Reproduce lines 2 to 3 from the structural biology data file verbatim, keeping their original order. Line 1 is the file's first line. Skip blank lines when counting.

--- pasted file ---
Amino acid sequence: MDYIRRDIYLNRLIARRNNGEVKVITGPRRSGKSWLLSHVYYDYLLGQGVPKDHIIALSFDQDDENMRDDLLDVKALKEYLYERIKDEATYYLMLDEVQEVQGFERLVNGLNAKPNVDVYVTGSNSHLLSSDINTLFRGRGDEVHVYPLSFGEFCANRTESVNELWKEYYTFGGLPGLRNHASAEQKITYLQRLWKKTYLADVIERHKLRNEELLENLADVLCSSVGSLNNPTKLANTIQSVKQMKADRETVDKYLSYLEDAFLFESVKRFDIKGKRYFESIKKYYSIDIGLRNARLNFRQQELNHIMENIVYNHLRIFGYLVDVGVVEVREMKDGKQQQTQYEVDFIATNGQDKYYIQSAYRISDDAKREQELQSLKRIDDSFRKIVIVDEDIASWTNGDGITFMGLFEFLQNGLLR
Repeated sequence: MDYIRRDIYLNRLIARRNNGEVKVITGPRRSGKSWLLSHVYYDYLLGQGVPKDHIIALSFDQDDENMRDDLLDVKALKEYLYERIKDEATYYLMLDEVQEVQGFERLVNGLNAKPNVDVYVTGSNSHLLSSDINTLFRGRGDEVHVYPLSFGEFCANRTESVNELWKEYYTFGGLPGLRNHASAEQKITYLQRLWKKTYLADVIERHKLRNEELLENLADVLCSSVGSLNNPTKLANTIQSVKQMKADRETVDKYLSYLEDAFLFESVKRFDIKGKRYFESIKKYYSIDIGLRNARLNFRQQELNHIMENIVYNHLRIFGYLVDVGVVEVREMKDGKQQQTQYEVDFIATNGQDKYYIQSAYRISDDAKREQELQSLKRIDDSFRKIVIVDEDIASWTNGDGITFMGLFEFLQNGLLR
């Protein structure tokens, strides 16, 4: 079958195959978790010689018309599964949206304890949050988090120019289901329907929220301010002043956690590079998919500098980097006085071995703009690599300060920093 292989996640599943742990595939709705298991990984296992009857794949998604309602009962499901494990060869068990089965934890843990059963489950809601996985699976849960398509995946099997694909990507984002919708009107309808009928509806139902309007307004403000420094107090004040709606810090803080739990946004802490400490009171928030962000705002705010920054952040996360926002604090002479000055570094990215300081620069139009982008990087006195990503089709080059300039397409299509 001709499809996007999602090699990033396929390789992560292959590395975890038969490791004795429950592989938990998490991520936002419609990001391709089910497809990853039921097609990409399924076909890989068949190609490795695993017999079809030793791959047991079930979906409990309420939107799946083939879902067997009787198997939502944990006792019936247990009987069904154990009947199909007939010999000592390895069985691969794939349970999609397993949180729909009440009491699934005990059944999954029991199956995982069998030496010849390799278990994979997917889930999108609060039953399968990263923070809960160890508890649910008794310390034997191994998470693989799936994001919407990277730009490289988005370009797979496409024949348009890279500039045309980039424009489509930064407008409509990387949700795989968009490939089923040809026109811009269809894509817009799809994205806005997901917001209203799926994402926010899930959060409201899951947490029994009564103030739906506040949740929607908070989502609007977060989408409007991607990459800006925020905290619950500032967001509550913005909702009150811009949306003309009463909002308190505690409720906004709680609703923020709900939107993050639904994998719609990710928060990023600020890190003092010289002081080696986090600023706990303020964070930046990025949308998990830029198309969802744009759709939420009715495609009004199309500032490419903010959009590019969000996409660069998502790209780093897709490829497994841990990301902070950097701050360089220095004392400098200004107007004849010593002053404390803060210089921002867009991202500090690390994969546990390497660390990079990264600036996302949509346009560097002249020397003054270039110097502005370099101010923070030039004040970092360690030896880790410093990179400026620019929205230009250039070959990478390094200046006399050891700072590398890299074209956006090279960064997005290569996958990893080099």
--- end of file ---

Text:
Repeated sequence: MDYIRRDIYLNRLIARRNNGEVKVITGPRRSGKSWLLSHVYYDYLLGQGVPKDHIIALSFDQDDENMRDDLLDVKALKEYLYERIKDEATYYLMLDEVQEVQGFERLVNGLNAKPNVDVYVTGSNSHLLSSDINTLFRGRGDEVHVYPLSFGEFCANRTESVNELWKEYYTFGGLPGLRNHASAEQKITYLQRLWKKTYLADVIERHKLRNEELLENLADVLCSSVGSLNNPTKLANTIQSVKQMKADRETVDKYLSYLEDAFLFESVKRFDIKGKRYFESIKKYYSIDIGLRNARLNFRQQELNHIMENIVYNHLRIFGYLVDVGVVEVREMKDGKQQQTQYEVDFIATNGQDKYYIQSAYRISDDAKREQELQSLKRIDDSFRKIVIVDEDIASWTNGDGITFMGLFEFLQNGLLR
């Protein structure tokens, strides 16, 4: 079958195959978790010689018309599964949206304890949050988090120019289901329907929220301010002043956690590079998919500098980097006085071995703009690599300060920093 292989996640599943742990595939709705298991990984296992009857794949998604309602009962499901494990060869068990089965934890843990059963489950809601996985699976849960398509995946099997694909990507984002919708009107309808009928509806139902309007307004403000420094107090004040709606810090803080739990946004802490400490009171928030962000705002705010920054952040996360926002604090002479000055570094990215300081620069139009982008990087006195990503089709080059300039397409299509 001709499809996007999602090699990033396929390789992560292959590395975890038969490791004795429950592989938990998490991520936002419609990001391709089910497809990853039921097609990409399924076909890989068949190609490795695993017999079809030793791959047991079930979906409990309420939107799946083939879902067997009787198997939502944990006792019936247990009987069904154990009947199909007939010999000592390895069985691969794939349970999609397993949180729909009440009491699934005990059944999954029991199956995982069998030496010849390799278990994979997917889930999108609060039953399968990263923070809960160890508890649910008794310390034997191994998470693989799936994001919407990277730009490289988005370009797979496409024949348009890279500039045309980039424009489509930064407008409509990387949700795989968009490939089923040809026109811009269809894509817009799809994205806005997901917001209203799926994402926010899930959060409201899951947490029994009564103030739906506040949740929607908070989502609007977060989408409007991607990459800006925020905290619950500032967001509550913005909702009150811009949306003309009463909002308190505690409720906004709680609703923020709900939107993050639904994998719609990710928060990023600020890190003092010289002081080696986090600023706990303020964070930046990025949308998990830029198309969802744009759709939420009715495609009004199309500032490419903010959009590019969000996409660069998502790209780093897709490829497994841990990301902070950097701050360089220095004392400098200004107007004849010593002053404390803060210089921002867009991202500090690390994969546990390497660390990079990264600036996302949509346009560097002249020397003054270039110097502005370099101010923070030039004040970092360690030896880790410093990179400026620019929205230009250039070959990478390094200046006399050891700072590398890299074209956006090279960064997005290569996958990893080099």